Restoration of No. 2807 by Cotswold Steam Preservation started on its rescue from Woodhams scrap yard at Barry in 1981. The process was long and at times painful, but it is now possible to see the fruits of all this labour.

Three Objectives

Restoration centred on three main objectives:
  • restoring the loco chassis
  • restoring the boiler, re-staying and re-tubing
  • restoring the tender to operational state


Work on the chassis included:
  • shot blasting and re-painting the frames
  • manufacturing a new axlebox and fitting axleboxes to frames
  • re-profiling driving wheel tyres and journals
  • repairing collision damage on frames
  • front buffer re-alignment plus new springs
  • re-wheeling of the loco
  • fitting new running boards, splashers, cab panels
  • fitting oil boxes and pipework
  • fabricating cab windows, smokebox dart etc.
  • fitting the coupling rods
  • refurbishing the vacuum braking system
  • designing, manufacturing and fitting a steam heat system
  • completing, fitting and piping up injectors
  • completing and fitting cylinder drain cocks


Work on the boiler included:

  • removal of some old stays
  • replacement with new stays
  • replacing wasted metal around the firebox
  • designing and building a new ashpan


Work on the tender included:

  • manufacturing a new well tank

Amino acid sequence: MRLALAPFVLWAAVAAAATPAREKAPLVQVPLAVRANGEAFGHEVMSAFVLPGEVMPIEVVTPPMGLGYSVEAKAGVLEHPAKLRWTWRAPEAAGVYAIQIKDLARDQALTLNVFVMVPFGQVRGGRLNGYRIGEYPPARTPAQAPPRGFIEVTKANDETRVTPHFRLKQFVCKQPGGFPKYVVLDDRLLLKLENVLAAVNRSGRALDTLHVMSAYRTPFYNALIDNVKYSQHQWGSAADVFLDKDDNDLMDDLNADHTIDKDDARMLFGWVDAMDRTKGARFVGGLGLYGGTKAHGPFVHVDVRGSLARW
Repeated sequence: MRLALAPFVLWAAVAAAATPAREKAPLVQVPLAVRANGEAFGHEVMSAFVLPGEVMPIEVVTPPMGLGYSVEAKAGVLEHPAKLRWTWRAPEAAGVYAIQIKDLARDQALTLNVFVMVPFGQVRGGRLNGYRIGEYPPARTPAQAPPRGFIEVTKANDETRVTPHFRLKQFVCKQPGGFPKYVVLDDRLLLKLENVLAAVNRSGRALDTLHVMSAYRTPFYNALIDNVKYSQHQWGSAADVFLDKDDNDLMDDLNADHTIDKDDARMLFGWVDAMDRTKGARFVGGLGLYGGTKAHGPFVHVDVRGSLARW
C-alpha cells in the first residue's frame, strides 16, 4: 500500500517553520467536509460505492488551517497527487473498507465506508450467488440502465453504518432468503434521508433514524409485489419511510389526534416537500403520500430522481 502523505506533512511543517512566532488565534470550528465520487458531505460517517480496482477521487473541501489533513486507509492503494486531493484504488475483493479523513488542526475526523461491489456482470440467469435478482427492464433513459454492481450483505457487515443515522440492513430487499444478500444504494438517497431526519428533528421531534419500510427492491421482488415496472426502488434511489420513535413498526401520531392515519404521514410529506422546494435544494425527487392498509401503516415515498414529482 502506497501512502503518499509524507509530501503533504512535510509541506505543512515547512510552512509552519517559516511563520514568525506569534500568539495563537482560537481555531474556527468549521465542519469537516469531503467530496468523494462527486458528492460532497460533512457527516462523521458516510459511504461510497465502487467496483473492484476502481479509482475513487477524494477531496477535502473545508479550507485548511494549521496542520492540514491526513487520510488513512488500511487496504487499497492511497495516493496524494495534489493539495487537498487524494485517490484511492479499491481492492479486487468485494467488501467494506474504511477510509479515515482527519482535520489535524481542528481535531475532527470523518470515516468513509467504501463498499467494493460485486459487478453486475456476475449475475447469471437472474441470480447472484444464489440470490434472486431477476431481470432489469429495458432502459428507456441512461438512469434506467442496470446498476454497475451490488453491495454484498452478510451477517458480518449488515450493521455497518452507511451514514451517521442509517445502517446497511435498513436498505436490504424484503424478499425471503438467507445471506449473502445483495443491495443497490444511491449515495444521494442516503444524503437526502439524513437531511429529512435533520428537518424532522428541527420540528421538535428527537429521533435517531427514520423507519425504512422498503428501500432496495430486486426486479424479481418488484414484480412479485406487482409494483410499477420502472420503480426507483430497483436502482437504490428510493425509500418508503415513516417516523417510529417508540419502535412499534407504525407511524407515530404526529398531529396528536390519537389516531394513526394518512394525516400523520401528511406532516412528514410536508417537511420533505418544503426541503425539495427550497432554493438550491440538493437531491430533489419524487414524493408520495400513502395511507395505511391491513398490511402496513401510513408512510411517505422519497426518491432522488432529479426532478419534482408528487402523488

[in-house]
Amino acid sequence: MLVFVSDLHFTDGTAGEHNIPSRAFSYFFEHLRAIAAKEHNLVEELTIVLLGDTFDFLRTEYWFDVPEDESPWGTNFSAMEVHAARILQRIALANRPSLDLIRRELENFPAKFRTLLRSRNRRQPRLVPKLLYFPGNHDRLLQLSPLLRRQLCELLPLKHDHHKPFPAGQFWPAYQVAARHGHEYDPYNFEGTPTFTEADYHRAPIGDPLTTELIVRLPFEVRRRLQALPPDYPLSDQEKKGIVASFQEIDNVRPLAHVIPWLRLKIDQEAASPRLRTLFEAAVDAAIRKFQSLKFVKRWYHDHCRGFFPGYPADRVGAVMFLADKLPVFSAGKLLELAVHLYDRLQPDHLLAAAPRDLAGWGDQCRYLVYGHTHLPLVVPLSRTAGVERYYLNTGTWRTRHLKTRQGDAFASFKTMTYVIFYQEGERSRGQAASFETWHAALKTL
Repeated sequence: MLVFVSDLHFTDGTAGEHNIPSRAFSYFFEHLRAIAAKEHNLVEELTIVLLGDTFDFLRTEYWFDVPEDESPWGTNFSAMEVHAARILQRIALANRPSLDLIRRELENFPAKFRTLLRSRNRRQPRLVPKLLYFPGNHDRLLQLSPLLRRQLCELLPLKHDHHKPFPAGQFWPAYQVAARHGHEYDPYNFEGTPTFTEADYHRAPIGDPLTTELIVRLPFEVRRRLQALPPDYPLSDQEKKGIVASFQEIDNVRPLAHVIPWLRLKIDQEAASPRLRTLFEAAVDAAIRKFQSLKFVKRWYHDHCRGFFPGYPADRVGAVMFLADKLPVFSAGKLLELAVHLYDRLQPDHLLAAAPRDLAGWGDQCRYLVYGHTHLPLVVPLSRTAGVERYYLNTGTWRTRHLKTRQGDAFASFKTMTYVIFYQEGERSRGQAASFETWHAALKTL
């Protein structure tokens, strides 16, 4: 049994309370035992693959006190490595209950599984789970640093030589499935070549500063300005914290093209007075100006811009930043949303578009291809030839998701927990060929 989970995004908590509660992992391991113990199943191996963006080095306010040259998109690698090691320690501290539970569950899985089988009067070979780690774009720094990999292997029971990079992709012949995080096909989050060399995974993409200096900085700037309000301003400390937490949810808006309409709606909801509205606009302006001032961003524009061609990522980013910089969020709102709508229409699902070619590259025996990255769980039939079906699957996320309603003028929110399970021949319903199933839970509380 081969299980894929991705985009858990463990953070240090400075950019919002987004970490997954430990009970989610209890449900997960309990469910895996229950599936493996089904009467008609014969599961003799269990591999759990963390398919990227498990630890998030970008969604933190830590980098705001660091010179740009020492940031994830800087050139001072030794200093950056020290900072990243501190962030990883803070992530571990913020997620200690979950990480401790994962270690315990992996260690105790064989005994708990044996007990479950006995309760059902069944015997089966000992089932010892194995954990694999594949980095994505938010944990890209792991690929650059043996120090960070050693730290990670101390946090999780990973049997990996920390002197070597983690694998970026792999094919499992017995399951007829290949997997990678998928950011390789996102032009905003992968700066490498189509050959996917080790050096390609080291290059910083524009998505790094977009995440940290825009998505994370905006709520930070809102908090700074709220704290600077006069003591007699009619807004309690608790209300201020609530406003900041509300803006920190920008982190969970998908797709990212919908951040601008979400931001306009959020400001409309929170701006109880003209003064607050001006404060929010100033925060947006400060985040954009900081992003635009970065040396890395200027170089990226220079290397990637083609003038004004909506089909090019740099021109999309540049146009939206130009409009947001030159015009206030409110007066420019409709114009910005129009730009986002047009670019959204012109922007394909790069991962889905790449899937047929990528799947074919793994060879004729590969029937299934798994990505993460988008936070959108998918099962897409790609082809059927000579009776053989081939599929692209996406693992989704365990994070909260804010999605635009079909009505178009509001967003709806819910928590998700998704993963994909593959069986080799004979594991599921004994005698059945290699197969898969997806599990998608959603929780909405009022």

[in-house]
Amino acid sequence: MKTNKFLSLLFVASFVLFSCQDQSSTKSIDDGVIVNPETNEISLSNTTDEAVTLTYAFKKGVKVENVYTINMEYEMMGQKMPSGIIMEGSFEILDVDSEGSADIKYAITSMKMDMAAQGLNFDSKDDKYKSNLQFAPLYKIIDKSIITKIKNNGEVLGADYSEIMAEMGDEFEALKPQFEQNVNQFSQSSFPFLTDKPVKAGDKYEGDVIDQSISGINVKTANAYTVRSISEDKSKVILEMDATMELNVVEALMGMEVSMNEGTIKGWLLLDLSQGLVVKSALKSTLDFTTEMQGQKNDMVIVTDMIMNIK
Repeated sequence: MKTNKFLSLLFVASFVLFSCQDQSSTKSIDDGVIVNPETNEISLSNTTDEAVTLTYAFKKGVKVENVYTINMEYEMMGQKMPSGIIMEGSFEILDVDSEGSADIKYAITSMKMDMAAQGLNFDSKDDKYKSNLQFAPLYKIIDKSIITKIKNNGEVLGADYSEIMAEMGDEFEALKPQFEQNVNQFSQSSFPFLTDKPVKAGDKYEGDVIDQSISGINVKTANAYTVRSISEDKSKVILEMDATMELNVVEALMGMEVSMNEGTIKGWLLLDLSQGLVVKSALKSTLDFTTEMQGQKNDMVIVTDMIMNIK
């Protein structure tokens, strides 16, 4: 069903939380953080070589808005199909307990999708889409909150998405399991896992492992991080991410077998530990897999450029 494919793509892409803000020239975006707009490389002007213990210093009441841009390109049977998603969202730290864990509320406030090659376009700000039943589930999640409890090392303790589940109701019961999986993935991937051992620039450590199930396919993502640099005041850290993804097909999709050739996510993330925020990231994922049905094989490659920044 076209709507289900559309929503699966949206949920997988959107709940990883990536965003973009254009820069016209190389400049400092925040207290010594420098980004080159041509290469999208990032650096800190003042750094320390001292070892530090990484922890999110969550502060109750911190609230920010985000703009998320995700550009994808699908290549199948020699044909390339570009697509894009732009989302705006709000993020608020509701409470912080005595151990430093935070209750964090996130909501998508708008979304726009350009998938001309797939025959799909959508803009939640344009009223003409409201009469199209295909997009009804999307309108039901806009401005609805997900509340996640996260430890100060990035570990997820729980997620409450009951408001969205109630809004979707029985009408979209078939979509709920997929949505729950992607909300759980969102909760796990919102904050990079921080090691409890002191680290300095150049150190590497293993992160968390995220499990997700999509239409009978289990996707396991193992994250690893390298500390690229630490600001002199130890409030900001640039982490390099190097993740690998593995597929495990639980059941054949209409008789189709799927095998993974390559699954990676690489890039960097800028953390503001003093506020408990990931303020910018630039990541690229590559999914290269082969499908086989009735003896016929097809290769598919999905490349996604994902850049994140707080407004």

• replacing wasted side panels
  • manufacturing and fitting baffle plates
  • cutting and welding new plating for the top of the tender
  • replacing wasted pipework and fitting new water valves

Overview of the last few stages of the plan to complete No. 2807

01/2010  Complete backhead pipework

02/2010  Remove boiler from chassis
02/2010  South Devon re-tyre driving wheels
02/2010  Re-wheel chassis

03/2010  Boiler hydraulic test
03/2010  Boiler steam test
03/2010  Transport tender to Llangollen

04/2010  Re-unite chassis and tender
04/2010  Re-unite chassis and boiler

05/2010  Final steam test

06/2010  Start test running at Llangollen

07/2010  Move loco to Toddington
07/2010  In service on G.W.R.

Now complete and steaming, No. 2807 shares in the duties at The Gloucestershire Warwickshire Railway. The railway runs between Cheltenham and Toddington via Winchcombe, all in Gloucestershire. The line is more than ten miles in length, giving larger locomotives a sensible length of run. The next target for the railway is an extension to Broadway, Worcestershire.

Ironically, steam freight engines are very suitable for passenger services on preserved heritage railways. Preserved railways typically have a speed limit of around 25 miles per hour. Express passenger locomotives are designed for speeds much higher than this and are not so comfortable at these low speeds. Freight engines on the other hand are designed to run at lower speeds hauling heavy trains. For this reason they tend to be more at home at preserved railway speeds.

They can also be used for freight charters where they are of course doing the job for which they were designed, hauling freight trains at moderate speed.

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